Another interesting iPad application is AirSketch from qrayon. This application allows you to mirror to a web browser on a computer running on the same Wi-Fi network what you are drawing on the iPad. The computer can be projecting the web page onto a screen for students to watch. Initially I did not see much value in having college students in a classroom watch me draw squiggles on a sketch pad. However, AirSketch allows you to have pictures as background images which can be written upon. Aha! I have often shown in my classroom pages out of a textbook – tables, charts, worked-out examples, etc. I have used document cameras and marked the documents up for the class. I have converted documents to pdf’s and used Adobe Acrobat to view them and the clunky mouse interface to annotate and mark up pdf’s for students watching on the big screen. But now I can convert those documents to a jpg, put them into a picture folder on the iPad, easily pull up the picture as my wallpaper, and draw on it. I am now untethered to the lectern! As long as there is a Wi-Fi network to connect the iPad and computer, I can walk around the classroom, demonstrate to individual students while carrying my iPad, and using a stylus (or my finger) draw on the relevant diagram, chart, or whatever else I care to show students, while my markings show up for everyone to see. This program can also be used for students using the iPad for group work to share their creations with the rest of the class on the big screen.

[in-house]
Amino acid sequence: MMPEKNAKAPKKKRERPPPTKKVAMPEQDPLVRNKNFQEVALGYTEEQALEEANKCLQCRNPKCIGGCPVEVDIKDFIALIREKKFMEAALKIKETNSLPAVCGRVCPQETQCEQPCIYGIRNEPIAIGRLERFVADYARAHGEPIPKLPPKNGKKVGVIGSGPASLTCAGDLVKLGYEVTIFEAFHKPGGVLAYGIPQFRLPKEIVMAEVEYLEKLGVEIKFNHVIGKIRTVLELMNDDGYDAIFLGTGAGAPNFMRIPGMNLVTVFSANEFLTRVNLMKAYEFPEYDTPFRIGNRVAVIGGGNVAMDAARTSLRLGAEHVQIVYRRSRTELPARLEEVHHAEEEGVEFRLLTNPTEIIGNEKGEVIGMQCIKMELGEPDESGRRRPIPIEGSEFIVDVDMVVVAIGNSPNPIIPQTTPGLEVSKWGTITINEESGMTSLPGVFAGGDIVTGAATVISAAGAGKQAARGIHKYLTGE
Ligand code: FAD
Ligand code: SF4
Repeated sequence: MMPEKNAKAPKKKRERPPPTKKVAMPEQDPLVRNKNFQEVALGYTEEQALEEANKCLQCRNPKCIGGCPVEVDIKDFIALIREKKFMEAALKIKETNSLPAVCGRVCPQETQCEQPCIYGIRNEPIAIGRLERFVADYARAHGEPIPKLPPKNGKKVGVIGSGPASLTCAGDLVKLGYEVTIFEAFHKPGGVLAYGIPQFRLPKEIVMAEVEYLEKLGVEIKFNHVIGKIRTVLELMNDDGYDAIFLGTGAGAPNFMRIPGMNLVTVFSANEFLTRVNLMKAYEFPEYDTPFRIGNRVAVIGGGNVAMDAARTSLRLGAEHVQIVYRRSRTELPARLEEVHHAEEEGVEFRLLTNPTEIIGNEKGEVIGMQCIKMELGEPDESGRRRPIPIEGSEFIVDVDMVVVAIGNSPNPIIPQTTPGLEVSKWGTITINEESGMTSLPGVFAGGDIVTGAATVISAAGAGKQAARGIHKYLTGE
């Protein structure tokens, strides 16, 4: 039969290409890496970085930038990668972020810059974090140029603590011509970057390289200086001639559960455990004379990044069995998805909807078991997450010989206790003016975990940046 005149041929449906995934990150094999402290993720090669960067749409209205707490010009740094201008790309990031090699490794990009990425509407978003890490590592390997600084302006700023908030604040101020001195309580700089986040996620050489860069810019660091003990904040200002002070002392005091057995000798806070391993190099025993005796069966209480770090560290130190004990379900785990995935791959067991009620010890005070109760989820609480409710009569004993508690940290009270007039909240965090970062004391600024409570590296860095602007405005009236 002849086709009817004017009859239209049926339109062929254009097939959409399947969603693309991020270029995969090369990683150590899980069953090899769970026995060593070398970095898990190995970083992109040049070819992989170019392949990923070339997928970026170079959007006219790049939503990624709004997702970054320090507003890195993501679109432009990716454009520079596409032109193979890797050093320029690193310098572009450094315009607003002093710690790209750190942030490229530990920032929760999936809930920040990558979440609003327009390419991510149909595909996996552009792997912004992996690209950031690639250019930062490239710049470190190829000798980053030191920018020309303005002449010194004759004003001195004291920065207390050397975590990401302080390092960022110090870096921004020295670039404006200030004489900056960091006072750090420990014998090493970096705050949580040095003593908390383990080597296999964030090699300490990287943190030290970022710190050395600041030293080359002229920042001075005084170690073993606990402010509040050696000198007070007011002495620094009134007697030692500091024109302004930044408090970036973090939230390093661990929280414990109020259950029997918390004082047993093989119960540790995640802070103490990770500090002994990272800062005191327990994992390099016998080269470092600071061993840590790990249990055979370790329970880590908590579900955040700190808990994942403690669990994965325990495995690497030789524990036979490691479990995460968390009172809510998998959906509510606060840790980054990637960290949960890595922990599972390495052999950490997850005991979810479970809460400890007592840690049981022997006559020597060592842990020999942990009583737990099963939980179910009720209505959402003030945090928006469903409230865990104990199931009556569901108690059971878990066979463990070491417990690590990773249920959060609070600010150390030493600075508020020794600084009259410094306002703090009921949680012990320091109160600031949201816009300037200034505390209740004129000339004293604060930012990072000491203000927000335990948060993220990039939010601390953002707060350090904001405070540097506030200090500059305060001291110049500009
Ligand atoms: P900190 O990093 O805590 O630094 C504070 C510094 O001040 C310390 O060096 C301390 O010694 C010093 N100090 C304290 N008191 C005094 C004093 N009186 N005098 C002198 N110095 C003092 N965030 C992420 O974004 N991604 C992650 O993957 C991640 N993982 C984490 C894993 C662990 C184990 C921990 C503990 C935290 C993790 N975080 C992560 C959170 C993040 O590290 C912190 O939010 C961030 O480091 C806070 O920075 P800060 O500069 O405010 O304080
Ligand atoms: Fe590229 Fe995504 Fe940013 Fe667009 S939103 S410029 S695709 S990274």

iAnnotate for the iPad

(iPad Study) Permanent link

There are several iPad applications which I have found productive to use. One is called iAnnotate which allows the user to annotate on pdf’s. I have used this program to make comments on exams and papers, and then emailed the marked up pdf back to the students. What is nice about this program on the iPad is not that it does anything that could not be done before (Adobe Acrobat allowed annotations and comments), but the iPad works like a very portable tablet PC, and this application lends itself to the iPad interface. You can use a stylus or the keyboard to make notes and comments. The iPad is combining the concept of the tablet PC with the desktop or laptop computer and putting it into a small, very personal package. iAnnotate takes advantage of that interface. The touch screen interface of the iPad is also a key feature for this application – you can zoom into an area of the document, write your notes, and then zoom out and the comments can be the same size as the text. You can even write between the lines if the students haven’t double spaced the document.

University of San Francisco iPad Study

(iPad Study) Permanent link

I am part of the University of San Francisco’s iPad study. 40 faculty members have been given the basic iPad (no 3G, 16 GB) and are trying to figure how to use the device in an educational setting. In my role as Director of Technology Innovation for the School of Business and Professional Studies, I am examining the iPad with an eye not only towards productivity gains for both faculty and students, but to see if the iPad can actually improve student learning outcomes.

University of San Francisco iPad Study

(iPad Study) Permanent link

I am part of the University of San Francisco’s iPad study. 40 faculty members have been given the basic iPad (no 3G, 16 GB) and are trying to figure how to use the device in an educational setting. In my role as Director of Technology Innovation for the School of Business and Professional Studies, I am examining the iPad with an eye not only towards productivity gains for both faculty and students, but to see if the iPad can actually improve student learning outcomes.